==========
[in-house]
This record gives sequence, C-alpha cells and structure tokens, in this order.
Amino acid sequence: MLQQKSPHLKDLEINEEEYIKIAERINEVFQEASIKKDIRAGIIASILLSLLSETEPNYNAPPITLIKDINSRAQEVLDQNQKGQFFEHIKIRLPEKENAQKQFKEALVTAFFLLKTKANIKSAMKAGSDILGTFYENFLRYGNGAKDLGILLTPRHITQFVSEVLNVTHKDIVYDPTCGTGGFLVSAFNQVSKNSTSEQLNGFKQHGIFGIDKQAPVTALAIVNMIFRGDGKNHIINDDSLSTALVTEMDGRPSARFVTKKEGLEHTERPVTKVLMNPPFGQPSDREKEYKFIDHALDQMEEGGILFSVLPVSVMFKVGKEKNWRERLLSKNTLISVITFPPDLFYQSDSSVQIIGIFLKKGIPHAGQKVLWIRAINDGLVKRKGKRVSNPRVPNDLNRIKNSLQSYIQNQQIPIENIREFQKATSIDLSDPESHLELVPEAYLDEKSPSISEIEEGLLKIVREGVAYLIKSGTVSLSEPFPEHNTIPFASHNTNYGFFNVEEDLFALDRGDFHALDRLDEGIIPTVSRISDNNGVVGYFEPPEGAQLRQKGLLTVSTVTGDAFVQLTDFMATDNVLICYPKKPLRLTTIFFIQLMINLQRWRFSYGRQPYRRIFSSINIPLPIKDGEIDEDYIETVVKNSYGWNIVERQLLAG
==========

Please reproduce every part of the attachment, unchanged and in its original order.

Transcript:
[in-house]
This record gives sequence, C-alpha cells and structure tokens, in this order.
Amino acid sequence: MLQQKSPHLKDLEINEEEYIKIAERINEVFQEASIKKDIRAGIIASILLSLLSETEPNYNAPPITLIKDINSRAQEVLDQNQKGQFFEHIKIRLPEKENAQKQFKEALVTAFFLLKTKANIKSAMKAGSDILGTFYENFLRYGNGAKDLGILLTPRHITQFVSEVLNVTHKDIVYDPTCGTGGFLVSAFNQVSKNSTSEQLNGFKQHGIFGIDKQAPVTALAIVNMIFRGDGKNHIINDDSLSTALVTEMDGRPSARFVTKKEGLEHTERPVTKVLMNPPFGQPSDREKEYKFIDHALDQMEEGGILFSVLPVSVMFKVGKEKNWRERLLSKNTLISVITFPPDLFYQSDSSVQIIGIFLKKGIPHAGQKVLWIRAINDGLVKRKGKRVSNPRVPNDLNRIKNSLQSYIQNQQIPIENIREFQKATSIDLSDPESHLELVPEAYLDEKSPSISEIEEGLLKIVREGVAYLIKSGTVSLSEPFPEHNTIPFASHNTNYGFFNVEEDLFALDRGDFHALDRLDEGIIPTVSRISDNNGVVGYFEPPEGAQLRQKGLLTVSTVTGDAFVQLTDFMATDNVLICYPKKPLRLTTIFFIQLMINLQRWRFSYGRQPYRRIFSSINIPLPIKDGEIDEDYIETVVKNSYGWNIVERQLLAG